If there is another county in the United States that takes a greater interest in the nutritional needs of its citizens than Howard County, we haven't heard about it. This has led to snarky comments by many, including occasionally ourselves, about the nanny notions of many in county office.
Among the initiatives launched here is one, however, that is not only beneficial, but has proven successful in ways that may not have been anticipated at the beginning. That is the Roving Radish, a fresh food subscription service now in its second season of delivering the goods for families to cook themselves.
Launched in May 2014 by former County Executive Ken Ulman, the program has a truck emblazoned with a radish on wheels that delivers kits of pre-chopped produce, meat and other ingredients to five locations around the county once a week from the beginning of June to late November. The price of a kit is $28 ($12 for a family on assistance).
Initially, inmates at the county detention facility assembled the kits. As demand grew, more space was needed and food prep was relocated to the kitchen of the old Bushy Park Elementary School. That necessitated a new labor force and volunteers have stepped up to scrub, chop and pack the peppers, zucchini, carrots and more.
The growing demand also opened the door to local farmers. The Roving Radish relied heavily at first on Philadelphia's Common Market to fill supply gaps, but now Howard County growers are, more and more, the food source. The collective payout to all local farmers has increased from $2,500 last year to $10,000 this year, according to James Zoller, Roving Radish market manager. Having a new market open up close to home can make a different to small farms struggling to turn a profit.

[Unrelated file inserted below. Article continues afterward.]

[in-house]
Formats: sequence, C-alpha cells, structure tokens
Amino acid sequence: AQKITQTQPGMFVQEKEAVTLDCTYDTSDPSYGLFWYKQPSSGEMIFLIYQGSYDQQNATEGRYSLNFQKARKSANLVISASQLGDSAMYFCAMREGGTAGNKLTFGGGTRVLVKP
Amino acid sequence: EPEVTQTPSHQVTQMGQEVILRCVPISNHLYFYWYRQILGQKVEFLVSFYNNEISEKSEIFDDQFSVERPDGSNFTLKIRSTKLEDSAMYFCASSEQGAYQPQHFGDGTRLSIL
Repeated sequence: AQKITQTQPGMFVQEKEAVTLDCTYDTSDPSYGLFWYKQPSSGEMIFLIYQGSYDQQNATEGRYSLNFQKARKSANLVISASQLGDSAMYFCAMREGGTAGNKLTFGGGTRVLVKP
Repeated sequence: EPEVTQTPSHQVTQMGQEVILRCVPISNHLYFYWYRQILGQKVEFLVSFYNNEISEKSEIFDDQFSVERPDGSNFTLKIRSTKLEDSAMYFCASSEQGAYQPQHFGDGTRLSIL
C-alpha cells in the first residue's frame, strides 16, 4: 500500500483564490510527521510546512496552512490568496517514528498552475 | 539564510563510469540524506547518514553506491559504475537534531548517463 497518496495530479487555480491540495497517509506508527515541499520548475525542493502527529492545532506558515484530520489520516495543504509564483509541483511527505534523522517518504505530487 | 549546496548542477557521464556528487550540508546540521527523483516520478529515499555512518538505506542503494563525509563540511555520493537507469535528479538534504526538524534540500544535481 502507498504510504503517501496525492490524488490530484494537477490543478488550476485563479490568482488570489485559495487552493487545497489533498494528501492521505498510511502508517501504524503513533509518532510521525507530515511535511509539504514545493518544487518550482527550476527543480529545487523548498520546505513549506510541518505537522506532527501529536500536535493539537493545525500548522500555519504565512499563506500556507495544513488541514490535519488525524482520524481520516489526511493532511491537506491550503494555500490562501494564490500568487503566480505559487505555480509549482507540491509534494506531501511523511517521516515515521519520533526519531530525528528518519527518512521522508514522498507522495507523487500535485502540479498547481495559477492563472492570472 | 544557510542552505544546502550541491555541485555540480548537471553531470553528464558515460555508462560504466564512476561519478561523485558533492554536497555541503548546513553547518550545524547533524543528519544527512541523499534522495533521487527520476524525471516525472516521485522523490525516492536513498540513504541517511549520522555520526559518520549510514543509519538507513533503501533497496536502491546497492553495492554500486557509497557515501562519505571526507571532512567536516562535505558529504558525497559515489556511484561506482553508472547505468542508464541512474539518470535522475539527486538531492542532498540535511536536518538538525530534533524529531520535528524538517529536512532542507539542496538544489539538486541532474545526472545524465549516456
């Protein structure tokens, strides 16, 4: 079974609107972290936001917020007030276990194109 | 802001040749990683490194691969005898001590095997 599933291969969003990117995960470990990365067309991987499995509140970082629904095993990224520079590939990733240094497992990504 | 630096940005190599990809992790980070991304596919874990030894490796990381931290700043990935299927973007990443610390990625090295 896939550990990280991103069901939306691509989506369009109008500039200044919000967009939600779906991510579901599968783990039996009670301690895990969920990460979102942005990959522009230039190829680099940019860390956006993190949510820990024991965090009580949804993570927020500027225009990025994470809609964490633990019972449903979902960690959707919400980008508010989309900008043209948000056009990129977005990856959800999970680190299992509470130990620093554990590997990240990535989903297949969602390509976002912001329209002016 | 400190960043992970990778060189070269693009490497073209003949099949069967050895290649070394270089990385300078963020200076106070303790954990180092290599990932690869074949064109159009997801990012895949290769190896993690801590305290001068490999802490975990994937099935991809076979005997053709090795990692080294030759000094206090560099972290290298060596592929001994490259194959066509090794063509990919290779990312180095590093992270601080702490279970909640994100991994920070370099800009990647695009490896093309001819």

With Roving Radish, we have Howard County folks, including indigent families, eating cheaper and healthier. We have volunteers exercising their community spirit. And, we have farmers finding a new market for their seasonal fruit and vegetables. That's not small potatoes.
Roving Radish has become an element of the locavore movement, which incudes "food from here" restaurants, community-supported agriculture and, now, cook-it-yourself meal kits. Howard County's modest contribution to this effort may not change the way the world eats. But it's an effort in the right direction.